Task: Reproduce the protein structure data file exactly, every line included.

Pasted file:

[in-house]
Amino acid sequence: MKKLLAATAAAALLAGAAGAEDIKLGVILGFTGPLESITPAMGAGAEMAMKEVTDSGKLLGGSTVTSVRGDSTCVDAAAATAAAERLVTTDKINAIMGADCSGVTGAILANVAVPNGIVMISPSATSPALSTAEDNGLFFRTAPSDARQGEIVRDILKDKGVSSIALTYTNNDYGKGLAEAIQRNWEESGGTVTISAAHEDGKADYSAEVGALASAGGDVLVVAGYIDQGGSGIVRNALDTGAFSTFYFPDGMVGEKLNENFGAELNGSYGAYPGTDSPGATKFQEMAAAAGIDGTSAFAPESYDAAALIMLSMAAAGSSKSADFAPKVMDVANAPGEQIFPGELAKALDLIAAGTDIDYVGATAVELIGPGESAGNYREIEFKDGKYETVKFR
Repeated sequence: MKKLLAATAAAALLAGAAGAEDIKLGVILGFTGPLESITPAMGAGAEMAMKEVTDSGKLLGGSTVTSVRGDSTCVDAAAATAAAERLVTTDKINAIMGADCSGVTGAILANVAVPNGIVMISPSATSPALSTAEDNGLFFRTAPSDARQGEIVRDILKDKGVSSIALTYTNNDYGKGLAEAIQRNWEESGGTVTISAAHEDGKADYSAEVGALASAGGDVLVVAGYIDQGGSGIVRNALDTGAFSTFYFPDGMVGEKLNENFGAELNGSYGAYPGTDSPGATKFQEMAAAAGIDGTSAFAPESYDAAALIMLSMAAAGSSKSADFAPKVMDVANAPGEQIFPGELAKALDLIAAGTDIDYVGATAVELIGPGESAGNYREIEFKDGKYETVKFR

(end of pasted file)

[in-house]
Amino acid sequence: MKKLLAATAAAALLAGAAGAEDIKLGVILGFTGPLESITPAMGAGAEMAMKEVTDSGKLLGGSTVTSVRGDSTCVDAAAATAAAERLVTTDKINAIMGADCSGVTGAILANVAVPNGIVMISPSATSPALSTAEDNGLFFRTAPSDARQGEIVRDILKDKGVSSIALTYTNNDYGKGLAEAIQRNWEESGGTVTISAAHEDGKADYSAEVGALASAGGDVLVVAGYIDQGGSGIVRNALDTGAFSTFYFPDGMVGEKLNENFGAELNGSYGAYPGTDSPGATKFQEMAAAAGIDGTSAFAPESYDAAALIMLSMAAAGSSKSADFAPKVMDVANAPGEQIFPGELAKALDLIAAGTDIDYVGATAVELIGPGESAGNYREIEFKDGKYETVKFR
Repeated sequence: MKKLLAATAAAALLAGAAGAEDIKLGVILGFTGPLESITPAMGAGAEMAMKEVTDSGKLLGGSTVTSVRGDSTCVDAAAATAAAERLVTTDKINAIMGADCSGVTGAILANVAVPNGIVMISPSATSPALSTAEDNGLFFRTAPSDARQGEIVRDILKDKGVSSIALTYTNNDYGKGLAEAIQRNWEESGGTVTISAAHEDGKADYSAEVGALASAGGDVLVVAGYIDQGGSGIVRNALDTGAFSTFYFPDGMVGEKLNENFGAELNGSYGAYPGTDSPGATKFQEMAAAAGIDGTSAFAPESYDAAALIMLSMAAAGSSKSADFAPKVMDVANAPGEQIFPGELAKALDLIAAGTDIDYVGATAVELIGPGESAGNYREIEFKDGKYETVKFR